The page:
However, there is no lack of civil courage. Thanks to the initiative of Brigitte Höfert (daughter of Karl Rupitsch, who was murdered in Mauthausen) and Michael Mooslechner, a memorial stone designed by the sculptor Anton Thuswaldner with the names of 14 women and men3 who resisted was erected on private property in Goldegg in August 2014.

On the other hand, it turns out that the names carved in stone are undesired even on the outskirts of Goldegg. The memorial stone was smeared with paint at the beginning of September 2018 to render it illegible.

The perpetrators were never caught.

1 Dr. Erich Peyrer-Heimstätt (b. 1899, d. 1977 in Salzburg), civil profession notary, served during the war years 1944/45 as »chief staff judge« of the Court Martial for Division 418. In liberated Austria he resumed his previous civilian career and was later a member of the Board of Trustees of the International Mozarteum Foundation and President of the Friends of the Salzburg Festival.

2 Federal law of July 4, 1947 on the welfare of the victims of the struggle for a free, democratic Austria and the victims of political persecution (victims’ compensation law)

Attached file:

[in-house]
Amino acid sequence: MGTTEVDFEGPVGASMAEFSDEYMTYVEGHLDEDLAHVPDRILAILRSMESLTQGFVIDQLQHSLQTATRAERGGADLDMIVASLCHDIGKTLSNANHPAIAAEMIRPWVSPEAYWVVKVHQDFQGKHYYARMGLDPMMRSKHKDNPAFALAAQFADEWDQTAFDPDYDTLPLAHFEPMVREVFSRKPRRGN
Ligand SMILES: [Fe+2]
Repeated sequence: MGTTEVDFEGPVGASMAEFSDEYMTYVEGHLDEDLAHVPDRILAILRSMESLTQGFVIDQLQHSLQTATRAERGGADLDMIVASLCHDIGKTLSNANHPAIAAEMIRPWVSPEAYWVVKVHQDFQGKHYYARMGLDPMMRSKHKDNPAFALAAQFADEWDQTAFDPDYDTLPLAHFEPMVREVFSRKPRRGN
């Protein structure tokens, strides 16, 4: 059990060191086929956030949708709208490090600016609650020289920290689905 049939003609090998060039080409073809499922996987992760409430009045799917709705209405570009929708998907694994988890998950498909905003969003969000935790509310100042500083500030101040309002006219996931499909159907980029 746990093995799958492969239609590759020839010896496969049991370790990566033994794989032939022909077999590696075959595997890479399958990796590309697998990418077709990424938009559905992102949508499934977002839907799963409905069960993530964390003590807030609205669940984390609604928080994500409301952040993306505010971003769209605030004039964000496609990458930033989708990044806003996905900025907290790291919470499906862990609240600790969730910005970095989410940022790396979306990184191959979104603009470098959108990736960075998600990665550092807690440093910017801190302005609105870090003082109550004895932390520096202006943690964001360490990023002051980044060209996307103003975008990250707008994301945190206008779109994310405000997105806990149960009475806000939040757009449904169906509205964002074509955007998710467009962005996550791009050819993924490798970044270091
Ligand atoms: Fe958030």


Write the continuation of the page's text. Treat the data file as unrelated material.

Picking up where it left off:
3 Goldegg memorial stone with the names of the terror victims: Alois and Theresia Buder, Theresia Bürgler, August Egger, Maria and Rupert Hagenhofer, Alois and Simon Hochleitner, Georg Kössner, Alma Netthoevel, Peter Ottino, Richard Pfeiffenberger, Karl Rupitsch and Kaspar Wind – THE VICTIMS OF THE »STORM« IN GOLDEGG-WENG ON JULY 2, 1944 AND ALL THE SURVIVORS OF THE CONCENTRATION CAMPS


  • Salzburg State archives: Victims’ compensation and court files, 13-page interim report by the Salzburg Gestapo (Dr. T. Grafenberger) of July 20, 1944
  • Archive of the Salzburg Archdiocese: Register books and military registers
  • Austrian State archives: Death sentence of the Court-Martial of Division 418 (Dr. Wilhelm Krepper) against Richard Pfeiffenberger of September 13, 1944, minutes of the court-martial of Division 418 (Dr. Erich Peyrer-Heimstätt) of March 8, 1945
  • Documentation Archive of the Austrian Resistance: Witness statement of Karl Völk, Dean of St. Johann im Pongau, from February 25, 1964
  • Michael Mooslechner and Robert Stadler: St. Johann im Pongau 1938-1945. Das nationalsozialistische »Markt Pongau«. Der »2. Juli 1944« in Goldegg – Widerstand und Verfolgung, Eigenverlag 1986
  • Die Goldegger Wehrmachtsdeserteure. Gedenkstein 2014, published by the Verein der Freunde des Deserteursdenkmals in Goldegg, May 2019
  • Salzburg city archives: Salzburg city archives: report from the cemetery administration dated January 21, 2022
Author: Gert Kerschbaumer
Translation: Stan Nadel

Stumbling Stone
Laid 27.09.2022 at Salzburg, Kajetanerplatz 2

JG. 1919<br />
ERSCHOSSEN 8.3.1945<br />
Memorial plaque at the Salzburg State Courthouse
Photo: Gert Kerschbaumer The young »Schorsch« with his parents Therese and Georg Kössner
From: Die Goldegger Wehrmachtsdeserteure Division 418 Court-Martial report from March 8, 1945: »Command fire«

All stumbling stones at Kajetanerplatz 2